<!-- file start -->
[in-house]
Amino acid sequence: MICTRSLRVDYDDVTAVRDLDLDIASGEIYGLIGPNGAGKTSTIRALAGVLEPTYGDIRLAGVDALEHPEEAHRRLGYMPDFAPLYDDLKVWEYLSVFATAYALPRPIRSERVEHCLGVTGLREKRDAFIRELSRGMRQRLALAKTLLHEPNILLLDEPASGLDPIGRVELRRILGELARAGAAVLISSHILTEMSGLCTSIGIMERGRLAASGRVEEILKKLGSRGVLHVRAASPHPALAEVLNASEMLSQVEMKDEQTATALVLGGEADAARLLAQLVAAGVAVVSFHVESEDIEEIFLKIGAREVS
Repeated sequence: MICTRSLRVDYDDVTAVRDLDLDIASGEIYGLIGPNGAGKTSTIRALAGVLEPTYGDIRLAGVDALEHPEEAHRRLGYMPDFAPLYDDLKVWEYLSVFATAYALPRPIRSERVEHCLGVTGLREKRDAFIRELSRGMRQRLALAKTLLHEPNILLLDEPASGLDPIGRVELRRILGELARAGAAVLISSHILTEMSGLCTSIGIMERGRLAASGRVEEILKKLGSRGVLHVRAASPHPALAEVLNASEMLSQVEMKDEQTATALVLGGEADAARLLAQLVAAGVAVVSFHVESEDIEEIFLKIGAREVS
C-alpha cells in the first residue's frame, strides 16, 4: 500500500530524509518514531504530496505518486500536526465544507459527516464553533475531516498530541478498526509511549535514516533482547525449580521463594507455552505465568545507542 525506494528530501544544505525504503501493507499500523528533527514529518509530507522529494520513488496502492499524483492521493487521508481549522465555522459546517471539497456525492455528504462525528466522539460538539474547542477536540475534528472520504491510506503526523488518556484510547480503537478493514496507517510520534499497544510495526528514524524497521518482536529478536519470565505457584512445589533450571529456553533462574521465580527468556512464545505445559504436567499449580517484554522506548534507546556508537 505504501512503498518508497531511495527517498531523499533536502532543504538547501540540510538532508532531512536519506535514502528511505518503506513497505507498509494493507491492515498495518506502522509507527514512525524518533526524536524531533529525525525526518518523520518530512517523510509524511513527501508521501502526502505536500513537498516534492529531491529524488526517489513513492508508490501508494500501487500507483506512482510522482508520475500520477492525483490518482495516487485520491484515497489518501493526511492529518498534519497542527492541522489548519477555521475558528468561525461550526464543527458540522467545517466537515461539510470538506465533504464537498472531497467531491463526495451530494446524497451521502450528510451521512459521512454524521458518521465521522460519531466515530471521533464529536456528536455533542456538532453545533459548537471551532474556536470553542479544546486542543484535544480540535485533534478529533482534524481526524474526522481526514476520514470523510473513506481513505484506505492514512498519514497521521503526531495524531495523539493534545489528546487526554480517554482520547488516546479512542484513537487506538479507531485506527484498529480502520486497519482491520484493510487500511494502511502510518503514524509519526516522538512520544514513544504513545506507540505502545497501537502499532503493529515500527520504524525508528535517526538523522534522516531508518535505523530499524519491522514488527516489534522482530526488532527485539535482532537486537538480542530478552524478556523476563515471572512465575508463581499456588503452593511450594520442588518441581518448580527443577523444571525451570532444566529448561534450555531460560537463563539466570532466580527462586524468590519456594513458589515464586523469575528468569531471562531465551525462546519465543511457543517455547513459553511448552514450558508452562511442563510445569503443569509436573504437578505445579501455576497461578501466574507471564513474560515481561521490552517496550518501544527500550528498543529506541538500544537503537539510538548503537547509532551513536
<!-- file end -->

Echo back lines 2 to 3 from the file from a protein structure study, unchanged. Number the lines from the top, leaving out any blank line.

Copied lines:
Amino acid sequence: MICTRSLRVDYDDVTAVRDLDLDIASGEIYGLIGPNGAGKTSTIRALAGVLEPTYGDIRLAGVDALEHPEEAHRRLGYMPDFAPLYDDLKVWEYLSVFATAYALPRPIRSERVEHCLGVTGLREKRDAFIRELSRGMRQRLALAKTLLHEPNILLLDEPASGLDPIGRVELRRILGELARAGAAVLISSHILTEMSGLCTSIGIMERGRLAASGRVEEILKKLGSRGVLHVRAASPHPALAEVLNASEMLSQVEMKDEQTATALVLGGEADAARLLAQLVAAGVAVVSFHVESEDIEEIFLKIGAREVS
Repeated sequence: MICTRSLRVDYDDVTAVRDLDLDIASGEIYGLIGPNGAGKTSTIRALAGVLEPTYGDIRLAGVDALEHPEEAHRRLGYMPDFAPLYDDLKVWEYLSVFATAYALPRPIRSERVEHCLGVTGLREKRDAFIRELSRGMRQRLALAKTLLHEPNILLLDEPASGLDPIGRVELRRILGELARAGAAVLISSHILTEMSGLCTSIGIMERGRLAASGRVEEILKKLGSRGVLHVRAASPHPALAEVLNASEMLSQVEMKDEQTATALVLGGEADAARLLAQLVAAGVAVVSFHVESEDIEEIFLKIGAREVS